dmDNA31

As an emerging therapeutic approach for drug-resistant bacterial Infection, antibody-antibiotic conjugates (AACs) combine the advantages of antibodies and antibiotics to achieve the target delivery of the antibiotic payload to the infection site. With a deep understanding of the antibiotic structure, chemistry, and effects, Creative Biolabs provides customized AACs development services using dmDNA31 as payloads.

Introduction

Rifampicin, also known as rifampin, was discovered in 1965 and approved in the United States in 1971. It is the most effective and safe medicines needed in a health system on the World Health Organization's List of Essential Medicines. Rifampicin is a potent antibiotic used to treat several types of bacterial infections, including tuberculosis, leprosy, mycobacterium avium complex, Legionnaire's disease and so on. It is almost always used along with other antibiotics. The dmDNA31 (dimethyl DNA31, 4-dimethylamino piperidino-hydroxybenzoxazinorifamycin) is a rifalazil analog, referred to as rifalog. It has effective bactericidal activity against persisters and stationary-phase S. aureus and is well retained in macrophages. Thus, the antibiotic must be able to kill dormant bacteria and harbor prolonged cellular retention for S. aureus infections.

Mode of Action of dmDNA31

Rifampicin harbors the ability to inhibit bacterial DNA-dependent RNA synthesis by inhibiting bacterial DNA-dependent RNA polymerase. dmDNA31/Rifampicin binds to the pocket of the RNA polymerase β subunit within the DNA/RNA channel according to previous crystal structure data and biochemical data suggested, but away from the active site. The inhibitor restrains RNA synthesis by physically blocking elongation of RNA, and therefore preventing synthesis of host bacterial proteins. By this "steric-occlusion" mechanism, dmDNA31/Rifampicin blocks synthesis of the second or third phosphodiester bond between the nucleotides in the RNA backbone, preventing elongation of the 5' end of the RNA transcript past more than 2 or 3 nucleotides.

Anatomy of the Antibody–Antibiotic Conjugate (AAC). Each anti-S. aureus AAC consists of two molecules: dmDNA31 antibiotics (red) linked to each of the light chains of the β-GlcNAc-WTA monoclonal antibody (mAb) via an MC-ValCit-PABQ linker (blue; the red star on the left of the AAC is another linker-drug moiety). Attachment to the mAb is achieved through covalent linkage between the reactive thiol in the engineered cysteine of the antibody and maleimide. The linker–antibiotic attachment is formed between the self-immolation p-aminobenzyl quaternary ammonium salt (PABQ) and the tertiary amine of dmDNA31. Within acidic intracellular vesicles, lysosomal proteases such as cathepsin B cleave the amide bond (arrowhead) at the C terminus of citrulline to release active dmDNA31 following the self-immolation of PABQ.Fig.1 Anatomy of the Antibody–antibiotic conjugate (AAC). Each anti-S. aureus AAC consists of two molecules: dmDNA31 antibiotics (red) linked to each of the light chains of the β-GlcNAc-WTA monoclonal antibody (mAb) via an MC-ValCit-PABQ linker (blue; the red star on the left of the AAC is another linker-drug moiety). Attachment to the mAb is achieved through covalent linkage between the reactive thiol in the engineered cysteine of the antibody and maleimide. The linker–antibiotic attachment is formed between the self-immolation p-aminobenzyl quaternary ammonium salt (PABQ) and the tertiary amine of dmDNA31. Within acidic intracellular vesicles, lysosomal proteases such as cathepsin B cleave the amide bond (arrowhead) at the C terminus of citrulline to release active dmDNA31 following the self-immolation of PABQ. (Mariathasan, 2017)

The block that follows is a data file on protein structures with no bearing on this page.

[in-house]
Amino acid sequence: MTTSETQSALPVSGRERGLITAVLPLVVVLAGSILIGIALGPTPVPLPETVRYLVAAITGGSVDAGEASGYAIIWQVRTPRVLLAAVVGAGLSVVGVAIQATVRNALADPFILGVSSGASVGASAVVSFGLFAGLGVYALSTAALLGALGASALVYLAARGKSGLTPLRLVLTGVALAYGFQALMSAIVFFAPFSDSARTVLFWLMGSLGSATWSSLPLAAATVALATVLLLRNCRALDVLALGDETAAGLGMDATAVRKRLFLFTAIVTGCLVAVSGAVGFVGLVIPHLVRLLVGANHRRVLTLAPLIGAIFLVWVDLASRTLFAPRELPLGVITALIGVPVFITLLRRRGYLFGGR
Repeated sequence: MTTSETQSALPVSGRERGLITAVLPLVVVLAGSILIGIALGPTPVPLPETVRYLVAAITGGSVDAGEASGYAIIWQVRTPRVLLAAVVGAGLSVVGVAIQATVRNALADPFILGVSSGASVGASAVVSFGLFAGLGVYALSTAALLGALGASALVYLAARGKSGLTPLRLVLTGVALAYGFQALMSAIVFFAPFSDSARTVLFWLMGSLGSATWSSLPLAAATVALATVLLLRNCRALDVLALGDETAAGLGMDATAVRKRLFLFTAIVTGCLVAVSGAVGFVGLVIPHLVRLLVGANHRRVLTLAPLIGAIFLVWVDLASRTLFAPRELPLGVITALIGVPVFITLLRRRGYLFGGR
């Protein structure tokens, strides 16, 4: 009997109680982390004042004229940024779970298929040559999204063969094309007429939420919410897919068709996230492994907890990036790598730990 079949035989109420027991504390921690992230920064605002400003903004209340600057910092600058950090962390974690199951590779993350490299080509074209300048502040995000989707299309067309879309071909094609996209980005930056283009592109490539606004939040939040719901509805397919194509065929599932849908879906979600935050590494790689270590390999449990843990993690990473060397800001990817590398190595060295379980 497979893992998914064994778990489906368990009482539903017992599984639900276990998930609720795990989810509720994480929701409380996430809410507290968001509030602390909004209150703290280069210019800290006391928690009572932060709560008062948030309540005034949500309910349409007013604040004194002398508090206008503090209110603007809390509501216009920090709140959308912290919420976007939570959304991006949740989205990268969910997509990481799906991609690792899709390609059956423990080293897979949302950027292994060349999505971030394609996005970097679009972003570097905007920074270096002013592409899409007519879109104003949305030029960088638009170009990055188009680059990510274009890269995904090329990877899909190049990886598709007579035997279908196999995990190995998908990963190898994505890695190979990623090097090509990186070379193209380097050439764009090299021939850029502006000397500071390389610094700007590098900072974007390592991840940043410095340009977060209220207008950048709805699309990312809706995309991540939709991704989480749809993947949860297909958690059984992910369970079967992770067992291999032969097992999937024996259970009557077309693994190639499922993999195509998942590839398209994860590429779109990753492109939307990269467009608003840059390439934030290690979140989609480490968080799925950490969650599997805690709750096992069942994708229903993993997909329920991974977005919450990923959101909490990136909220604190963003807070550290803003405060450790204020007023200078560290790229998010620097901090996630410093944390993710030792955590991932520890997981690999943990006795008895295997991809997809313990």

dmDNA31-based AACs

Base on the specificity of antimicrobial monoclonal antibody, AACs using dmDNA31 as payloads can achieve target delivery of dmDNA31 to the infection site, thereby reducing collateral damage to the normal tissues. β-GlcNAc-WTA mAb is a humanized monoclonal antibody and its target is β-GlcNAc residues which are on the ribitol phosphate units of wall teichoic acid of bacteria. By combining the cytotoxic dmDNA31 with β-GlcNAc-WTA mAb, Creative Biolabs can design an appropriate linker to generate β-GlcNAc-WTA mAb-dmDNA31 AAC for the therapy of Methicillin-resistant Staphylococcus aureus (MRSA).

Mechanism of AAC action. AAC has no direct antibacterial activity when bound to planktonic S. aureus and does not diffuse into mammalian cells, owing to the size of the antibody. However, when AAC-opsonized bacteria are taken up by host cells, intracellular proteases cleave the linker and readily release the antibiotic in its active form.Fig.2 Mechanism of AAC action. AAC has no direct antibacterial activity when bound to planktonic S. aureus and does not diffuse into mammalian cells, owing to the size of the antibody. However, when AAC-opsonized bacteria are taken up by host cells, intracellular proteases cleave the linker and readily release the antibiotic in its active form. (Lehar, 2015)

With our well-established synthesis platform and experienced scientists at Creative Biolabs, we are dedicated to helping you develop dmDNA31-linker complexes using customized linkers for antibody conjugation in a timely and cost-effective method. We believe our high-quality services and products will contribute greatly to the success of your projects. Please feel free to contact us for more information and a detailed quote.

References:

  1. Mariathasan, S, Tan, M. W. (2017). “Antibody-antibiotic conjugates: a novel therapeutic platform against bacterial infections”. Trends in Molecular Medicine, 23(2), 135.
  2. Lehar, S. M.; et al. (2015). “Novel antibody–antibiotic conjugate eliminates intracellular s. aureus”. Nature, 527(7578), 323-328.


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